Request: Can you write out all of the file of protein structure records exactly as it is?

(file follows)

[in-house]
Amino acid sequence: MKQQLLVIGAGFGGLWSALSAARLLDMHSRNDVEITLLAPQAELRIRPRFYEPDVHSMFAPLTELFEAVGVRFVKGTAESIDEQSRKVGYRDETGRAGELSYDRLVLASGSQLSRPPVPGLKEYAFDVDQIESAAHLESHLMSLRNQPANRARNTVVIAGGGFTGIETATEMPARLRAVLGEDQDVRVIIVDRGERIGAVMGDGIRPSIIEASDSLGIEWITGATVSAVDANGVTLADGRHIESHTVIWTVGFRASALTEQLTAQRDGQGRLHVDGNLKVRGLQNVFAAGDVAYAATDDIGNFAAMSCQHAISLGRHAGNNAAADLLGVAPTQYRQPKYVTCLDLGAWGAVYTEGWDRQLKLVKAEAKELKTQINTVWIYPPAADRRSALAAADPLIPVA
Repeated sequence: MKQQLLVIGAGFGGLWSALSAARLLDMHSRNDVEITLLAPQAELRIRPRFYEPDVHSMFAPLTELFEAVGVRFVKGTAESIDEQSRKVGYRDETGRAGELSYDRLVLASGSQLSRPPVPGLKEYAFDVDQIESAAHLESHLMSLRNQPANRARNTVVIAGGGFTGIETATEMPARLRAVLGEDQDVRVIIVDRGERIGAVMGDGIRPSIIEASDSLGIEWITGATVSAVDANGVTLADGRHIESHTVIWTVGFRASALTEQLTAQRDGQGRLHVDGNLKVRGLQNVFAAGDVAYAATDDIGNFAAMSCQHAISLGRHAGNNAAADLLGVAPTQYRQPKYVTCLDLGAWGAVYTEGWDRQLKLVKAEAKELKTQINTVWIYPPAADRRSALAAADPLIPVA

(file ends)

[in-house]
Amino acid sequence: MKQQLLVIGAGFGGLWSALSAARLLDMHSRNDVEITLLAPQAELRIRPRFYEPDVHSMFAPLTELFEAVGVRFVKGTAESIDEQSRKVGYRDETGRAGELSYDRLVLASGSQLSRPPVPGLKEYAFDVDQIESAAHLESHLMSLRNQPANRARNTVVIAGGGFTGIETATEMPARLRAVLGEDQDVRVIIVDRGERIGAVMGDGIRPSIIEASDSLGIEWITGATVSAVDANGVTLADGRHIESHTVIWTVGFRASALTEQLTAQRDGQGRLHVDGNLKVRGLQNVFAAGDVAYAATDDIGNFAAMSCQHAISLGRHAGNNAAADLLGVAPTQYRQPKYVTCLDLGAWGAVYTEGWDRQLKLVKAEAKELKTQINTVWIYPPAADRRSALAAADPLIPVA
Repeated sequence: MKQQLLVIGAGFGGLWSALSAARLLDMHSRNDVEITLLAPQAELRIRPRFYEPDVHSMFAPLTELFEAVGVRFVKGTAESIDEQSRKVGYRDETGRAGELSYDRLVLASGSQLSRPPVPGLKEYAFDVDQIESAAHLESHLMSLRNQPANRARNTVVIAGGGFTGIETATEMPARLRAVLGEDQDVRVIIVDRGERIGAVMGDGIRPSIIEASDSLGIEWITGATVSAVDANGVTLADGRHIESHTVIWTVGFRASALTEQLTAQRDGQGRLHVDGNLKVRGLQNVFAAGDVAYAATDDIGNFAAMSCQHAISLGRHAGNNAAADLLGVAPTQYRQPKYVTCLDLGAWGAVYTEGWDRQLKLVKAEAKELKTQINTVWIYPPAADRRSALAAADPLIPVA